I’m in the place on this earth that I love best. The place my dad dreamed of, scrimped and saved for, and plopped down a shell of a house in 1972 that has been evolving ever since.
I know how lucky I am to have this legacy handed down to me, to be the caretaker–with my husband–of this sacred place. I know how lucky I am to have a career that has evolved so that I can live and work here. I am lucky, grateful, honored to care for and live in a cottage on Lake Michigan for a good chunk of the year.
And like the shores of this lake, which ebb and flow and deposit (or demolish, as is the case this year) sandy beaches, treasures of driftwood and perfect skipping stones, my experiences here change. This summer, after two years of learning to live with no kids in my home, said (grown) kids are here with me for the month.
There is a music festival not far from here that happens in a few more weeks. My kids are working to build the experience for the 40,000 or so people who will hopefully attend this four-day festival safely. My kids wake up to coffee here and spend the day onsite at the festival grounds, then come back to the cottage tired and hungry and not always cheerful (but mostly they are). It’s hard work, and they’re good at it. I am the coffee supplier, the occasional breakfast maker, the baker of brownies and cookies. The goodbye-er and hello-er and the hearer of stories after long days. It’s a little like it was before they left, but different because they are adults. We navigate the sometimes tricky path of communicating in a different way.
I am different here, too. It’s a stripped down way of life, different from the city both physically and emotionally. The days are longer on the lake and the distractions are fewer. I have said it before: I am most myself with sand in my hair, the lake water in my pores. And like the changing relationship with my kids, and the ebb and flow of this shoreline, I am navigating a changing relationship with myself. More acceptance, less chatter, nicer words, less worry. I’m working on these things, anyway.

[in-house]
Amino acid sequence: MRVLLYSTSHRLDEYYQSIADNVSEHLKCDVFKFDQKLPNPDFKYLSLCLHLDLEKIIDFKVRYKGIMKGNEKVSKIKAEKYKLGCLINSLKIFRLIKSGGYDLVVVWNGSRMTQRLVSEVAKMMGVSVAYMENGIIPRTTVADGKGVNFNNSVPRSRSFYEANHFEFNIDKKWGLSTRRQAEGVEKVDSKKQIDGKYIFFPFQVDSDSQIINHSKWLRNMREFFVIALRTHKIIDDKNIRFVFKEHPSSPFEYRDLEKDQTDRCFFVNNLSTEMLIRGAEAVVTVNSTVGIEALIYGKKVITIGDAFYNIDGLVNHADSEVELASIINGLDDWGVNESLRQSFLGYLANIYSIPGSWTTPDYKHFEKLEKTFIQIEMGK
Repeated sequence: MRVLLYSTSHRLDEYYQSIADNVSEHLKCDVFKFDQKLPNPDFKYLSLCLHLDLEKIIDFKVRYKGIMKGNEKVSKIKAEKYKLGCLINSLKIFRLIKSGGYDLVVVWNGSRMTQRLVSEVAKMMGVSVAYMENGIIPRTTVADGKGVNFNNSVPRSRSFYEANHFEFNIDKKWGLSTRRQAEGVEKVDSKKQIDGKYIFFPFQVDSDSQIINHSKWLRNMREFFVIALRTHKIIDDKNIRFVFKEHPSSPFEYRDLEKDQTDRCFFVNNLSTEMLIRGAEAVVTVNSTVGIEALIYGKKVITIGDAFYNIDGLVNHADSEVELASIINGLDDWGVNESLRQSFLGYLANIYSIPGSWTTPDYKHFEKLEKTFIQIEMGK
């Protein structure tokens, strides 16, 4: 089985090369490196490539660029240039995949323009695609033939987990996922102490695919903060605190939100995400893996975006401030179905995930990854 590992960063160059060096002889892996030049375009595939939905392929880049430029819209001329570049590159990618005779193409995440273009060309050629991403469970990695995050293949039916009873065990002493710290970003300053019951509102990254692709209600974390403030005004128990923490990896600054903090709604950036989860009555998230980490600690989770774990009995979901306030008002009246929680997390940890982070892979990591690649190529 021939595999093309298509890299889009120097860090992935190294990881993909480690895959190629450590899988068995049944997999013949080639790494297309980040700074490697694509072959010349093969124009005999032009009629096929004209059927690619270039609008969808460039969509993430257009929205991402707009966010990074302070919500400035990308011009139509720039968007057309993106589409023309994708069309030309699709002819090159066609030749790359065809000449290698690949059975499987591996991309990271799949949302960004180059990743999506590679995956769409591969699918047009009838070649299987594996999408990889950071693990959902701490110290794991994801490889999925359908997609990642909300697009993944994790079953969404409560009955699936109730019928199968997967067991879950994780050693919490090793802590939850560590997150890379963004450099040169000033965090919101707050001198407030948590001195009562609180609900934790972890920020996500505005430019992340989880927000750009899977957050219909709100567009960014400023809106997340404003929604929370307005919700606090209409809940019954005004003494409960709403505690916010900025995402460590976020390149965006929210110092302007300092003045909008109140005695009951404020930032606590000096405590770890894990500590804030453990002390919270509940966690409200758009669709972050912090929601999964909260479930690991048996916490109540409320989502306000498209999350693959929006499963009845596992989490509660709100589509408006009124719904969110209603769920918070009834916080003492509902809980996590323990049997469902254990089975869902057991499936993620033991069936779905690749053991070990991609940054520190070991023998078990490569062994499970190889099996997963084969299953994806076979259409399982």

Here’s another thing I’m working on. Or working with. It’s one of the first generation Olympus PEN half-frame cameras. This one is probably from 1960 or ’61. The whole half frame thing intrigues me… You get an image on half of a frame of 35mm film, which means you get double the shots per roll. Who doesn’t like that? I spent the week trying it out and will send my test roll for processing on Monday morning. I’ve got my fingers crossed, because wow, this little thing is fun to shoot. Hopefully I’ll have something to show for it next week.
So that’s where I am. In my favorite place, working, enjoying my kids, trying out a new camera. A divine start to summer.